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 Day 1 2 3
 Day One Challenge: To build a pump that will circulate water through tubing. The tubing will initially hold warm to hot water (ambient Death Valley temperature in summer is typically over 45 degrees Celsius). The pump will push the water through the tubing, which enters a series of coils inside a fridge that Kathy, Mike, and Ian are making. The water in the tubing is then cooled and finally circulated out of the fridge and through our Rough Science "spacesuit" in order to cool the "astronaut". The key issues: The pump has to push or pull the water with sufficient force that it moves through the tubing, which may be quite long. The water in the tubing has to be in the fridge long enough to cool off. With the ambient air temperature potentially being very high in Death Valley, the water may need to spend lots of time in the fridge, so we’ll have to coil lots of tubing in the fridge to give it time to cool down. The water in the tubing has to stay cool long enough to reach the person in the spacesuit and cool the person down before the water (now warm) returns to the fridge. The tubing connecting the fridge and the person should be as short as possible and should be insulated from the ambient air temperature, so it doesn’t warm up too much between the fridge and the person. Other things to accomplish: Make and connect the spacesuit and tubing system. Build a wagon for the fridge system that the astronaut can pull. In terms of the tubing, we know that copper is a great conductor, not an insulator. Thus, we want copper tubing in the fridge system so the hot water entering it cools quickly. We also want copper tubing in the space suit, so the cool water cools the astronaut. We want tubing that is a good insulator, however, going from the fridge to the astronaut and from the astronaut to the fridge so the water isn't heated up unnecessarily by the Death Valley air. We’ll use plastic tubing for these connections. Though we are pretty confident that the plastic is a better insulator than the copper, we don’t know how good an insulator it is (and really don’t have time to figure this out), so we will place the plastic tubing in a larger plastic tube which is covered with aluminium foil. This will be helpful, first, because the outer tube is much larger than the tube carrying the water. This will allow for an insulating air space. Second, the aluminium foil will reflect sunlight, so the tubing will absorb less heat through solar radiation. Jonathan is absolutely brilliant, and he has so much experience building things. Based on an idea of his, we had a pump knocked together by mid afternoon. Basically, we used a power screwdriver as the motor. We connected a hex wrench as the bit and put it through a little system we made of wood, copper tubing, and screws that looks like a miniature Ferris wheel. The key parts are the lengths of copper tubing that push the water through the plastic tubing by pushing the plastic tubing, which is stationary, down against a board. It is hard to explain in words, but obvious when observed. If you haven’t seen the show, try this. Take a piece of tubing or a straw. Put water in it and then squeeze one section while pushing forward. The water moves forward. Basically, the device Jonathan designed and I helped build does the same thing over and over; each time a piece of copper tube reaches the bottom of the wheel, it pushes water forward in the tube by squeezing the tube between the copper section and the board. Cool. We filled a plastic tube with water, which we dyed red with common food colouring in order to see it better, and turned the screwdriver on. We watched small air bubbles go round and round, which indicated the water must be travelling, too! Seems like success on day one. Hmm, that’s a bit unusual. I’m not one to be a sceptic, but this may be too good to be true! Copyright © 2005 The Open University and WETA. All rights reserved.Published January 2005.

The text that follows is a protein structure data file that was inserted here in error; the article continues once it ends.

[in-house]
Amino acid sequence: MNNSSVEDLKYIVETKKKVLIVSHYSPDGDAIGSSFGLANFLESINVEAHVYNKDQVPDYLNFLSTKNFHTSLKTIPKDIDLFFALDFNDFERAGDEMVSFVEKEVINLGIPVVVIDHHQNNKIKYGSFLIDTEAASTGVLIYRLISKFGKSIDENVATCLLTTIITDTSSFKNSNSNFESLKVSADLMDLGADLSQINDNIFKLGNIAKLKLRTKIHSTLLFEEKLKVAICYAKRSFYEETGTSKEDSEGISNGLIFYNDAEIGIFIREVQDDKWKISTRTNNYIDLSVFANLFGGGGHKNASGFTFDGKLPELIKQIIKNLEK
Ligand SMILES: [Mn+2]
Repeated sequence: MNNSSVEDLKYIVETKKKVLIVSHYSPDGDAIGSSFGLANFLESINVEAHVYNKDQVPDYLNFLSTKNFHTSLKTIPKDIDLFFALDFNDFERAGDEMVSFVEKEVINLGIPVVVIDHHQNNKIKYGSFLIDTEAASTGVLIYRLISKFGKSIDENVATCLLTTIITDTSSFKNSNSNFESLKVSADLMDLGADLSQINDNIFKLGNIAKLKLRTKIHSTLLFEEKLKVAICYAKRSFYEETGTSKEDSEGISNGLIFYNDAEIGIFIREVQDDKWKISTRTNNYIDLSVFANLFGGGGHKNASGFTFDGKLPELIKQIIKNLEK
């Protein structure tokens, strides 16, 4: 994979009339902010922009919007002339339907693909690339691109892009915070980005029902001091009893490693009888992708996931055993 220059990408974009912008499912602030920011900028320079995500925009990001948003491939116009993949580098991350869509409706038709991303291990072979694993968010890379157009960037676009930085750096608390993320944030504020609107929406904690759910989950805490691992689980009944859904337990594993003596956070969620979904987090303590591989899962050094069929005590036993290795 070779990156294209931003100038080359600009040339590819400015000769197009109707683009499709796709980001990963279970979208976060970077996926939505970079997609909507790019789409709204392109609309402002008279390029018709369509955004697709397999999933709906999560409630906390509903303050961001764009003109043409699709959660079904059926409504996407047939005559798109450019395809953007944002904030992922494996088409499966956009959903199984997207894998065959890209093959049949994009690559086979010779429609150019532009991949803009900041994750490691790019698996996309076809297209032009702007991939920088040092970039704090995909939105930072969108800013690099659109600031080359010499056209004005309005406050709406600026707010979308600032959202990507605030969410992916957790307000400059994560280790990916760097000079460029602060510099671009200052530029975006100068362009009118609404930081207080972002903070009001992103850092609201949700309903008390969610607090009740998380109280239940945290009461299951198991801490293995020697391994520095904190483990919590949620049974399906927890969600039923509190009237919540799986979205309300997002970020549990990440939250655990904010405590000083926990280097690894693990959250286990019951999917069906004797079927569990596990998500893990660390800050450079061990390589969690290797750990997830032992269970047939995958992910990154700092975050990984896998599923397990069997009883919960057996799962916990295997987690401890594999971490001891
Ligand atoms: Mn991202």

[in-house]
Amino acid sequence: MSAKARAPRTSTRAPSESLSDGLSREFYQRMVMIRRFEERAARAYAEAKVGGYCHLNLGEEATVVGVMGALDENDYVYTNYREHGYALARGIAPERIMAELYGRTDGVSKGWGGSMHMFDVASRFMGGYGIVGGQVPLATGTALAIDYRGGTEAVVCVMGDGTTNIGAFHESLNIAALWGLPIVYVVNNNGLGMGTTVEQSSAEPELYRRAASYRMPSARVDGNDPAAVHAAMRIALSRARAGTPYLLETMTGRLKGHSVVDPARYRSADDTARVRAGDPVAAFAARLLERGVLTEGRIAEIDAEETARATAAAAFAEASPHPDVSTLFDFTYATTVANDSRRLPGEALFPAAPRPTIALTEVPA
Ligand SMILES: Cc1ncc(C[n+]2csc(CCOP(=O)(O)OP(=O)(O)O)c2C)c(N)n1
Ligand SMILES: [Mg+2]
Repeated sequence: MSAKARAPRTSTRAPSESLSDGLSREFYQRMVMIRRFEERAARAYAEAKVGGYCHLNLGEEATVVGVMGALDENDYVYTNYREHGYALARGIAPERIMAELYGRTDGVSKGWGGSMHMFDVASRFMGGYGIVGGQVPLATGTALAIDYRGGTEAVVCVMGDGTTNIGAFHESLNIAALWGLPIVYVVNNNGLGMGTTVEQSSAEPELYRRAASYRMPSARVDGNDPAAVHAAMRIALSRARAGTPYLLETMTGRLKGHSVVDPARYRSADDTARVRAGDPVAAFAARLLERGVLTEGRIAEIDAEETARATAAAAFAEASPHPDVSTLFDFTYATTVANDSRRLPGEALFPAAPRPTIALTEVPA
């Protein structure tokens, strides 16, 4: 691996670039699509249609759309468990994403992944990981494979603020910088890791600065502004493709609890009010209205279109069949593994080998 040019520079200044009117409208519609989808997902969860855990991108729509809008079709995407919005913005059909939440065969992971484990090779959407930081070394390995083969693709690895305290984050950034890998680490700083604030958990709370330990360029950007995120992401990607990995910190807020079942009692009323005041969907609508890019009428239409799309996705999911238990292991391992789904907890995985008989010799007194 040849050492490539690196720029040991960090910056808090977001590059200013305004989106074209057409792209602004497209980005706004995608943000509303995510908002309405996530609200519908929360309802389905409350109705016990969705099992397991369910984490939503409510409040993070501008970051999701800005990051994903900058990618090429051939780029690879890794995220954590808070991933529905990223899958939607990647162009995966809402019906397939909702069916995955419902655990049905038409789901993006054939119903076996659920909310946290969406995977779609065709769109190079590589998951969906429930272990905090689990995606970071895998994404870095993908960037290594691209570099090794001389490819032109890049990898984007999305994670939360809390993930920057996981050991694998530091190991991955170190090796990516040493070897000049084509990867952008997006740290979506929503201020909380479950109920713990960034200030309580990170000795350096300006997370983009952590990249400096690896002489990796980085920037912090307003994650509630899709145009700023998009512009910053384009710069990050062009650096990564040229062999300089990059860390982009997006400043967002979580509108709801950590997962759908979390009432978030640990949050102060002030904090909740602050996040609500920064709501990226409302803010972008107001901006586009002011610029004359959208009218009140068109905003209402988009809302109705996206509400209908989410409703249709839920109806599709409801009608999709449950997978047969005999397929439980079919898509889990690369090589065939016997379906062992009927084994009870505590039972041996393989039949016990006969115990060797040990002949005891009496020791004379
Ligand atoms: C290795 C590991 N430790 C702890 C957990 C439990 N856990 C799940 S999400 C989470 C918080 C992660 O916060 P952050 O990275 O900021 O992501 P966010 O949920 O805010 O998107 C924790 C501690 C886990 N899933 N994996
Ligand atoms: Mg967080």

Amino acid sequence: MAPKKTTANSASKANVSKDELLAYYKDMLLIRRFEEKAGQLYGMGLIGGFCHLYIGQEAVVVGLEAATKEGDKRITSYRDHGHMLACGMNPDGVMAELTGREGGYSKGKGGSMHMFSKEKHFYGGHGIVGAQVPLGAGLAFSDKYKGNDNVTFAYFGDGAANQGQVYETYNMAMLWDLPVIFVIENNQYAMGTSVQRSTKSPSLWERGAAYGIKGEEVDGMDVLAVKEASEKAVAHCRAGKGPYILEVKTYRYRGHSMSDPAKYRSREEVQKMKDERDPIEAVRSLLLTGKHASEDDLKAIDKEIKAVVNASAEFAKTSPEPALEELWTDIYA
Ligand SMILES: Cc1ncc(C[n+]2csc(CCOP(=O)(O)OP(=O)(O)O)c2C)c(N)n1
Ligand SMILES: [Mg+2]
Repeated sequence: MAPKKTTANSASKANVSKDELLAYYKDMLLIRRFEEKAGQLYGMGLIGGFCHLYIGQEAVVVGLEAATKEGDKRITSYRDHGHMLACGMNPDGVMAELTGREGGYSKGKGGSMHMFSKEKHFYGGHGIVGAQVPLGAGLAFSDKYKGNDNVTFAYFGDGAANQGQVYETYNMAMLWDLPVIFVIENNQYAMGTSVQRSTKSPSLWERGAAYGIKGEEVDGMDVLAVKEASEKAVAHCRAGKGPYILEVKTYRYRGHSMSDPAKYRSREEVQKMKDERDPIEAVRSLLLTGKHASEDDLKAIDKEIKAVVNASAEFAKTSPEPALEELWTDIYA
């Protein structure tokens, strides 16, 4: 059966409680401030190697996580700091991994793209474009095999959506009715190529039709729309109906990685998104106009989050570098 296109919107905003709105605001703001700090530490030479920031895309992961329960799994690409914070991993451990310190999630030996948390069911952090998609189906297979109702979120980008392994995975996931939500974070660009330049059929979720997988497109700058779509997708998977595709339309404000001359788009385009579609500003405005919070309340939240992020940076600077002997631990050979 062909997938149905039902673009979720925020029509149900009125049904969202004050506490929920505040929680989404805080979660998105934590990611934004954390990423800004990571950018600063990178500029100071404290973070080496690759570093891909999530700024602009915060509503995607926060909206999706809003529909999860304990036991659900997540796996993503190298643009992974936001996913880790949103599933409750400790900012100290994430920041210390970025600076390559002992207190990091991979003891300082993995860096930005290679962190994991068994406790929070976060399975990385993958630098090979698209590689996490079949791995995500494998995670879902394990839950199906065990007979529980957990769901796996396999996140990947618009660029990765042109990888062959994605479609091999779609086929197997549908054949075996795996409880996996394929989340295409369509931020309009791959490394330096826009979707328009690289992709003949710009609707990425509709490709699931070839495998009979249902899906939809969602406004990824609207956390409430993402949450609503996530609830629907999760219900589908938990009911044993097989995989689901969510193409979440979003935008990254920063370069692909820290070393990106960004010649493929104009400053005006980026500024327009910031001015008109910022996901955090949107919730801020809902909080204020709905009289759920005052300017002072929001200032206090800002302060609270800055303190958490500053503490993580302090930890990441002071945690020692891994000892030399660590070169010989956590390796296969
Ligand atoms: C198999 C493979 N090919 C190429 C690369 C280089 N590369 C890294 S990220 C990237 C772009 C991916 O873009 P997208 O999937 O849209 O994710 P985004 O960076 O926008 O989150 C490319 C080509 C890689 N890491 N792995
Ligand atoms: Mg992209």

How did the rest of the Rough Scientists approach the spacesuit task? Find out in their diaries: